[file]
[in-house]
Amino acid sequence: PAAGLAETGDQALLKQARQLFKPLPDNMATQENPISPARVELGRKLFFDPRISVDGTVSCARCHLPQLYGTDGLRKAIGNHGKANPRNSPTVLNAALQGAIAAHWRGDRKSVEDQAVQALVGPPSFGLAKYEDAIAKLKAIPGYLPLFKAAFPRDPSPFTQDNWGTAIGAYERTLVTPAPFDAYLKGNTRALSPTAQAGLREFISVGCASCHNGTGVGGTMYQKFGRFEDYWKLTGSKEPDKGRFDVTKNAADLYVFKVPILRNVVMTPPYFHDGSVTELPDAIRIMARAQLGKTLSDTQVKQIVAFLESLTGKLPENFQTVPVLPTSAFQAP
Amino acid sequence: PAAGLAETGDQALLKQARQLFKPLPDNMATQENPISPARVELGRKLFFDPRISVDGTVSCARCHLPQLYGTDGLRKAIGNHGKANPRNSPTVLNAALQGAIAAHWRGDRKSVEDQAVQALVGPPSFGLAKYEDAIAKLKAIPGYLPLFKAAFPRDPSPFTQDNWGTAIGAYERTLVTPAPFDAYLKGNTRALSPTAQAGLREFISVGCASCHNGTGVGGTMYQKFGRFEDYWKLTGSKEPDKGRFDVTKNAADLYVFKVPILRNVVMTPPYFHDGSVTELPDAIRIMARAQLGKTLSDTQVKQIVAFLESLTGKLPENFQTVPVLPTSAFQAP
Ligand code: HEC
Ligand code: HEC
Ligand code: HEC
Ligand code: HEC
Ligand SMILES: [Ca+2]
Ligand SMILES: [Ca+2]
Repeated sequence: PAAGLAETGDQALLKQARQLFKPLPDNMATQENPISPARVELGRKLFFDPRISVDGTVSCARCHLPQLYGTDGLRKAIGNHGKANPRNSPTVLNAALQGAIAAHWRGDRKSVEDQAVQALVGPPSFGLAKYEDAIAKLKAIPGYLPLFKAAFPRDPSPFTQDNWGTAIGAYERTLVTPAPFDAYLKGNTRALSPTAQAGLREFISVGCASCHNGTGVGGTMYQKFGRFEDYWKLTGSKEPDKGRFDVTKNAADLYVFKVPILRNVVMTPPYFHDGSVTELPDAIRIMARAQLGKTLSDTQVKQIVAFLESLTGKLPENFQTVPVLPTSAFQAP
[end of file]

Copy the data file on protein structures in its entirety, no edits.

[in-house]
Amino acid sequence: PAAGLAETGDQALLKQARQLFKPLPDNMATQENPISPARVELGRKLFFDPRISVDGTVSCARCHLPQLYGTDGLRKAIGNHGKANPRNSPTVLNAALQGAIAAHWRGDRKSVEDQAVQALVGPPSFGLAKYEDAIAKLKAIPGYLPLFKAAFPRDPSPFTQDNWGTAIGAYERTLVTPAPFDAYLKGNTRALSPTAQAGLREFISVGCASCHNGTGVGGTMYQKFGRFEDYWKLTGSKEPDKGRFDVTKNAADLYVFKVPILRNVVMTPPYFHDGSVTELPDAIRIMARAQLGKTLSDTQVKQIVAFLESLTGKLPENFQTVPVLPTSAFQAP
Amino acid sequence: PAAGLAETGDQALLKQARQLFKPLPDNMATQENPISPARVELGRKLFFDPRISVDGTVSCARCHLPQLYGTDGLRKAIGNHGKANPRNSPTVLNAALQGAIAAHWRGDRKSVEDQAVQALVGPPSFGLAKYEDAIAKLKAIPGYLPLFKAAFPRDPSPFTQDNWGTAIGAYERTLVTPAPFDAYLKGNTRALSPTAQAGLREFISVGCASCHNGTGVGGTMYQKFGRFEDYWKLTGSKEPDKGRFDVTKNAADLYVFKVPILRNVVMTPPYFHDGSVTELPDAIRIMARAQLGKTLSDTQVKQIVAFLESLTGKLPENFQTVPVLPTSAFQAP
Ligand code: HEC
Ligand code: HEC
Ligand code: HEC
Ligand code: HEC
Ligand SMILES: [Ca+2]
Ligand SMILES: [Ca+2]
Repeated sequence: PAAGLAETGDQALLKQARQLFKPLPDNMATQENPISPARVELGRKLFFDPRISVDGTVSCARCHLPQLYGTDGLRKAIGNHGKANPRNSPTVLNAALQGAIAAHWRGDRKSVEDQAVQALVGPPSFGLAKYEDAIAKLKAIPGYLPLFKAAFPRDPSPFTQDNWGTAIGAYERTLVTPAPFDAYLKGNTRALSPTAQAGLREFISVGCASCHNGTGVGGTMYQKFGRFEDYWKLTGSKEPDKGRFDVTKNAADLYVFKVPILRNVVMTPPYFHDGSVTELPDAIRIMARAQLGKTLSDTQVKQIVAFLESLTGKLPENFQTVPVLPTSAFQAP